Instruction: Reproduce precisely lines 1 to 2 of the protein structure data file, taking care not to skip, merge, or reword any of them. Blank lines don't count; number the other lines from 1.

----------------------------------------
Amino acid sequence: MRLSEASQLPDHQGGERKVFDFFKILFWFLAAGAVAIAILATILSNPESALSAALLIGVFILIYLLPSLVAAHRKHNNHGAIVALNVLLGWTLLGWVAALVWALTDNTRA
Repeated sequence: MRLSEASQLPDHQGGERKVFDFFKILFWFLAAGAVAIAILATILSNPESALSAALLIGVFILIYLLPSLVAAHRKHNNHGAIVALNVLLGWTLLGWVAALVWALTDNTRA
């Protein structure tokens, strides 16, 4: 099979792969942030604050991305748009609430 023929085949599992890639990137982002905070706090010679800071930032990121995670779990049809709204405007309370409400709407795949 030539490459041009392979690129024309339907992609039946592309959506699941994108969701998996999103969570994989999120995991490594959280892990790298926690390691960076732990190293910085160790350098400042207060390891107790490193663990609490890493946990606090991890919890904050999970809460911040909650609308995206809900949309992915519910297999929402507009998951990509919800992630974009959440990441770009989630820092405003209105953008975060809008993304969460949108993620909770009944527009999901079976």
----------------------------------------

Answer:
Amino acid sequence: MRLSEASQLPDHQGGERKVFDFFKILFWFLAAGAVAIAILATILSNPESALSAALLIGVFILIYLLPSLVAAHRKHNNHGAIVALNVLLGWTLLGWVAALVWALTDNTRA
Repeated sequence: MRLSEASQLPDHQGGERKVFDFFKILFWFLAAGAVAIAILATILSNPESALSAALLIGVFILIYLLPSLVAAHRKHNNHGAIVALNVLLGWTLLGWVAALVWALTDNTRA